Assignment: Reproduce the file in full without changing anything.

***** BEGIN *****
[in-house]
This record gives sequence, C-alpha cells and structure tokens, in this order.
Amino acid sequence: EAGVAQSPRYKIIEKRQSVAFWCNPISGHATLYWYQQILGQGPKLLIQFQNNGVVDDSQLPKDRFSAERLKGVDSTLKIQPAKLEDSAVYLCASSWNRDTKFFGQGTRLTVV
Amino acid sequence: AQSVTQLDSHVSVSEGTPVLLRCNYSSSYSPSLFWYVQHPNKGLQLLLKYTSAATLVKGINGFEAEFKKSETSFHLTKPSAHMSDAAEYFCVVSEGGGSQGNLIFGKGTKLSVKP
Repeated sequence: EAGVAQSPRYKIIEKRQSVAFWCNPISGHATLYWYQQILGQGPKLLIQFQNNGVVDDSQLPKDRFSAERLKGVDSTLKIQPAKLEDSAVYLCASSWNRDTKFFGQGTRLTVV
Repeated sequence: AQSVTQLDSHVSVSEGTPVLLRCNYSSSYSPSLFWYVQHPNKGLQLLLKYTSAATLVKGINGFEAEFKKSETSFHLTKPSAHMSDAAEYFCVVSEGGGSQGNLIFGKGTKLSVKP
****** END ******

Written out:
[in-house]
This record gives sequence, C-alpha cells and structure tokens, in this order.
Amino acid sequence: EAGVAQSPRYKIIEKRQSVAFWCNPISGHATLYWYQQILGQGPKLLIQFQNNGVVDDSQLPKDRFSAERLKGVDSTLKIQPAKLEDSAVYLCASSWNRDTKFFGQGTRLTVV
Amino acid sequence: AQSVTQLDSHVSVSEGTPVLLRCNYSSSYSPSLFWYVQHPNKGLQLLLKYTSAATLVKGINGFEAEFKKSETSFHLTKPSAHMSDAAEYFCVVSEGGGSQGNLIFGKGTKLSVKP
Repeated sequence: EAGVAQSPRYKIIEKRQSVAFWCNPISGHATLYWYQQILGQGPKLLIQFQNNGVVDDSQLPKDRFSAERLKGVDSTLKIQPAKLEDSAVYLCASSWNRDTKFFGQGTRLTVV
Repeated sequence: AQSVTQLDSHVSVSEGTPVLLRCNYSSSYSPSLFWYVQHPNKGLQLLLKYTSAATLVKGINGFEAEFKKSETSFHLTKPSAHMSDAAEYFCVVSEGGGSQGNLIFGKGTKLSVKP